OECD updates AI Principles to stay abreast of rapid technological developments

03/05/2024 - The 2024 OECD Ministerial Council Meeting (MCM) has adopted revisions to the landmark OECD Principles on Artificial Intelligence (AI). In response to recent developments in AI technologies, notably the emergence of general-purpose and generative AI, the updated Principles more directly address AI-associated challenges involving privacy, intellectual property rights, safety, and information integrity.

With 47 adherents now including the EU and a general scope that ensures applicability to AI developments around the world, the OECD AI Principles provide a blueprint for policy frameworks on how to address AI risks and shape AI policies. As the first intergovernmental standard on AI, they advocate for AI that is innovative and trustworthy, and that upholds human rights and democratic values.

OECD revisions ? Wat ? Why ?

​Tracking developments since the Principles were first adopted in 2019, the OECD AI Policy Observatory shows that venture capital investments in generative AI startups have increased nine-fold, demand for AI skills has soared by 130%, and the share of large firms using AI, on average in the OECD, has nearly doubled to more than four times their smaller counterparts. These developments coincide with significant policy attention and action, evidenced by more than 1 000 AI initiatives in over 70 countries and jurisdictions.

The imperative is growing to develop and deploy AI systems to boost productivity, accelerate scientific research, promote environmental sustainability, and improve healthcare and education while upholding human rights and democratic values. But risks such as to privacy, security, fairness and well-being are developing at an unprecedented speed and scale, turning into real-world harms such as the perpetuation of bias and discrimination, the creation and dissemination of mis-and-dis information and the distortion of public discourse and markets.

About Key elements

Key elements of the OECD revisions, which ensure that the Principles remain relevant, robust and fit-for-purpose, include:

  • Addressing safety concerns, so that if AI systems risk causing undue harm or exhibit undesired behaviour, robust mechanisms and safeguards exist to override, repair, and/or decommission them safely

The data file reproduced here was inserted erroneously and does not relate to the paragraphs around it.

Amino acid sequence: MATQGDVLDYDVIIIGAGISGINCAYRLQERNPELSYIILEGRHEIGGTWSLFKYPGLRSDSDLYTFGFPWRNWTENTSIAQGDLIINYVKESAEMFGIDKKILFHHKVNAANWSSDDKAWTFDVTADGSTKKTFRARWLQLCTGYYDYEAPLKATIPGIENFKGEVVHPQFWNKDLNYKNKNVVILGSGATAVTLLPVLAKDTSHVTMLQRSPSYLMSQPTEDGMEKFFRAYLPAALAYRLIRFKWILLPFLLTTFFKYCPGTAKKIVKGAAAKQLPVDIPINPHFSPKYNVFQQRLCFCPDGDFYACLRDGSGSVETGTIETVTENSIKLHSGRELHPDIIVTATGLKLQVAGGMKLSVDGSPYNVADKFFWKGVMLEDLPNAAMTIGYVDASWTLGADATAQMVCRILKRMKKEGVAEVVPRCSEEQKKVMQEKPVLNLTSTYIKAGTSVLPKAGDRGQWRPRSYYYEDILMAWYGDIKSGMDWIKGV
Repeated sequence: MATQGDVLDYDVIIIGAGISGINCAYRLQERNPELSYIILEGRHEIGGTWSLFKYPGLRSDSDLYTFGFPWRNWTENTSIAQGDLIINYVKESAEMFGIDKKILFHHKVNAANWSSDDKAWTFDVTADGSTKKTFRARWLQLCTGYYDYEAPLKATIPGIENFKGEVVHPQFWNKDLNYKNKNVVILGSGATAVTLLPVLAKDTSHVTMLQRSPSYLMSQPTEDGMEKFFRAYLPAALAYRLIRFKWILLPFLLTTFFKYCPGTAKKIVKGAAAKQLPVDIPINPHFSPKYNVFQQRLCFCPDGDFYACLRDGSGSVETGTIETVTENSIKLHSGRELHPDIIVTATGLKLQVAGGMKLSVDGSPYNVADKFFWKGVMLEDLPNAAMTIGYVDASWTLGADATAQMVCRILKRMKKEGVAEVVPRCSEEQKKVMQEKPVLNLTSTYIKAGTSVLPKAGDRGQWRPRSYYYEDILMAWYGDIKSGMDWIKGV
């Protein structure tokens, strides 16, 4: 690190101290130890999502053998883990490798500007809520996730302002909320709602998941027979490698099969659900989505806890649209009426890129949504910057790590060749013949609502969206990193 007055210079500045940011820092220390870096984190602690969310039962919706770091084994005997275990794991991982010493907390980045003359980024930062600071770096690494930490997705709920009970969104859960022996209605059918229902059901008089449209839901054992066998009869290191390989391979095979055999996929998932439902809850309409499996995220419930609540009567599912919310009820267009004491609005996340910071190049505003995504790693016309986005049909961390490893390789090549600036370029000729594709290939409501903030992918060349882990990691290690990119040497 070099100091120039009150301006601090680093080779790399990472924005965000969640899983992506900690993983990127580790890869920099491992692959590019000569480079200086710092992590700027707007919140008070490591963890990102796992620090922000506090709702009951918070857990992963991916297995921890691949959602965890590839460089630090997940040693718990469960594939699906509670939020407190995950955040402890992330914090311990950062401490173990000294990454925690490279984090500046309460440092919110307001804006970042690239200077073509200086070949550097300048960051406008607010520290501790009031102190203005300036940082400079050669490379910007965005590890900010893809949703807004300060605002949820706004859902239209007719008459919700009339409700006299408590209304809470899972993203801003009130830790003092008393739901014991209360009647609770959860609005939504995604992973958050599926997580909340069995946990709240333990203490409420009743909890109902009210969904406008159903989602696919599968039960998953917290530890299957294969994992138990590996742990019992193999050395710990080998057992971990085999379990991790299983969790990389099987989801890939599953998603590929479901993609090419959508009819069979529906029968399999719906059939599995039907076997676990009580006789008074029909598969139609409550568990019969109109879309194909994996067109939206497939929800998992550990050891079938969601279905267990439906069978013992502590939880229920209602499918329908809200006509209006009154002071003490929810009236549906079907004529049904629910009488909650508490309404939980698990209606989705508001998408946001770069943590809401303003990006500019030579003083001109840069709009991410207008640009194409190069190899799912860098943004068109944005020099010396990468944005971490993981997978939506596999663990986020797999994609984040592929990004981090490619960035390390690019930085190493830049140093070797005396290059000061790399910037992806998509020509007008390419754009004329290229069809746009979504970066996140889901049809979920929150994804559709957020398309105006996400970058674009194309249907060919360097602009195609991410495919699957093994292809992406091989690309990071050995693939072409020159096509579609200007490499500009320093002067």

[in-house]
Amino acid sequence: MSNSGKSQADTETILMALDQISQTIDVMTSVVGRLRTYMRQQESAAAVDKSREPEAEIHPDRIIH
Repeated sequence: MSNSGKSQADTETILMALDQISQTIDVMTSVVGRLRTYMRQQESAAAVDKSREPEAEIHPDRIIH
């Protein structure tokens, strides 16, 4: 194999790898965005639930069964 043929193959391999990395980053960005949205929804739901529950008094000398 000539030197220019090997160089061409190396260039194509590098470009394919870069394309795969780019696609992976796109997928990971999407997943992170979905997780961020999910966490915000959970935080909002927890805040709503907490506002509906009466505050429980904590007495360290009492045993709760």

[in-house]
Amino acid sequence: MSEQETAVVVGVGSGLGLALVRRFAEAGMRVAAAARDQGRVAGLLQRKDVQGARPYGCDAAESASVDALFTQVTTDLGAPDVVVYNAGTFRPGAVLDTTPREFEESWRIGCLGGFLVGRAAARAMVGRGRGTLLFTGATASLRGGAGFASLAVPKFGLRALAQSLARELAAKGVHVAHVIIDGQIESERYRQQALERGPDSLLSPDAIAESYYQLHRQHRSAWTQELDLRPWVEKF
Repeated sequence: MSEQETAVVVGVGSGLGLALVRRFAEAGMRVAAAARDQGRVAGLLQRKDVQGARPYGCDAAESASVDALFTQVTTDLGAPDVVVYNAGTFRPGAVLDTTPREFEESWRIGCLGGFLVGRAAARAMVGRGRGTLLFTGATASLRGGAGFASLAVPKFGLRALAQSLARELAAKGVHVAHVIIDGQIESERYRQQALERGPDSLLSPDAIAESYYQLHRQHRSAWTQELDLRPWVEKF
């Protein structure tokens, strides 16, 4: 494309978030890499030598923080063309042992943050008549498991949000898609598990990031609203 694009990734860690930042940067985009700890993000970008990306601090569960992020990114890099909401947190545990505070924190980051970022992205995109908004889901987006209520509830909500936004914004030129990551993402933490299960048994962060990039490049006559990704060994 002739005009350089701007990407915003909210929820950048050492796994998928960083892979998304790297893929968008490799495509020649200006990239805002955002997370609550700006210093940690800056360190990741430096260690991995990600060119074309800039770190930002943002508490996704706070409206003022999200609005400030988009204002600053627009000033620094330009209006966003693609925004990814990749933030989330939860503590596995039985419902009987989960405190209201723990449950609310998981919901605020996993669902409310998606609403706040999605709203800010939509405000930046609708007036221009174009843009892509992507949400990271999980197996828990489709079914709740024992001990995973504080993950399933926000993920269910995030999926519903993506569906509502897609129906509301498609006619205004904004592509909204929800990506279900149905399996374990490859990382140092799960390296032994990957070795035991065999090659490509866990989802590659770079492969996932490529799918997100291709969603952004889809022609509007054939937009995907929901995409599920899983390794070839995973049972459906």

• Reflecting the growing importance of addressing mis- and disinformation, and safeguarding information integrity in the context of generative AI

  • Emphasising responsible business conduct throughout the AI system lifecycle, involving co-operation with suppliers of AI knowledge and AI resources, AI system users, and other stakeholders

  • Clarifying the information regarding AI systems that constitute transparency and responsible disclosure

  • Explicitly referencing environmental sustainability, a concern that has grown considerably in importance over the past five years

  • Underscoring the need for jurisdictions to work together to promote interoperable governance and policy environments for AI, as the number of AI policy initiatives worldwide surges

The OECD has helped shape digital policy agendas for decades, through evidence-based recommendations and extensive multilateral and multi-stakeholder cooperation,” OECD Secretary-General Mathias Cormann said. “The OECD AI Principles are a global reference point for AI policymaking, facilitating global policy interoperability and promoting innovation with humans at the centre. The revised OECD AI Principles will provide a blueprint for global interoperability on AI policy and for policymakers to keep pace with technology, by addressing general-purpose and generative AI and their effects on our economies and societies.”

The Recommendation of the OECD Council on Artificial Intelligence, which includes the OECD AI Principles, contains definitions that underpin and encourage international interoperability; the Recommendation’s definitions of an AI system and its lifecycle are used around the world, including in the European Union, Japan and the United States. The definitions also inform work of the United Nations and EU-US Trade and Technology Council.

Recommendation of the Council on Artificial Intelligence
Source: Compendium of Legal Instruments of the OECD

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